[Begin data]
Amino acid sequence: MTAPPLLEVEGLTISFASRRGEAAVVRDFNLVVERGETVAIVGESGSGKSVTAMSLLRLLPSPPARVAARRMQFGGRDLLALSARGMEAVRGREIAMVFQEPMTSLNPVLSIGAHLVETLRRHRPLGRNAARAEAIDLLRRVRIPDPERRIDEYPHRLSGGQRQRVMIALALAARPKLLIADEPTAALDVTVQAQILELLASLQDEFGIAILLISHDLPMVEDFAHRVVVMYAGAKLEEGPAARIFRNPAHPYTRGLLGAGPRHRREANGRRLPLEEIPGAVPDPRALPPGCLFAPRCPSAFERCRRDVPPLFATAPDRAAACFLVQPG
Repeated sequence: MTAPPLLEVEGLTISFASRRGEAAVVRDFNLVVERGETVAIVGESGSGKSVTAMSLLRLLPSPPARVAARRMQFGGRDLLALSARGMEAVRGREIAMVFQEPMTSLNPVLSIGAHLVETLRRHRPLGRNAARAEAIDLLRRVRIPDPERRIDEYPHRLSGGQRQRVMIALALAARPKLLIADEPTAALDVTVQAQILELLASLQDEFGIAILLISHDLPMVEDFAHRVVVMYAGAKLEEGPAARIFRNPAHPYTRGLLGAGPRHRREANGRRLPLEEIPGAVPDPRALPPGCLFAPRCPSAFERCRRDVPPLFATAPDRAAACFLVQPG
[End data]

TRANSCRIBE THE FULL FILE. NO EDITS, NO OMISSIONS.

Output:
Amino acid sequence: MTAPPLLEVEGLTISFASRRGEAAVVRDFNLVVERGETVAIVGESGSGKSVTAMSLLRLLPSPPARVAARRMQFGGRDLLALSARGMEAVRGREIAMVFQEPMTSLNPVLSIGAHLVETLRRHRPLGRNAARAEAIDLLRRVRIPDPERRIDEYPHRLSGGQRQRVMIALALAARPKLLIADEPTAALDVTVQAQILELLASLQDEFGIAILLISHDLPMVEDFAHRVVVMYAGAKLEEGPAARIFRNPAHPYTRGLLGAGPRHRREANGRRLPLEEIPGAVPDPRALPPGCLFAPRCPSAFERCRRDVPPLFATAPDRAAACFLVQPG
Repeated sequence: MTAPPLLEVEGLTISFASRRGEAAVVRDFNLVVERGETVAIVGESGSGKSVTAMSLLRLLPSPPARVAARRMQFGGRDLLALSARGMEAVRGREIAMVFQEPMTSLNPVLSIGAHLVETLRRHRPLGRNAARAEAIDLLRRVRIPDPERRIDEYPHRLSGGQRQRVMIALALAARPKLLIADEPTAALDVTVQAQILELLASLQDEFGIAILLISHDLPMVEDFAHRVVVMYAGAKLEEGPAARIFRNPAHPYTRGLLGAGPRHRREANGRRLPLEEIPGAVPDPRALPPGCLFAPRCPSAFERCRRDVPPLFATAPDRAAACFLVQPG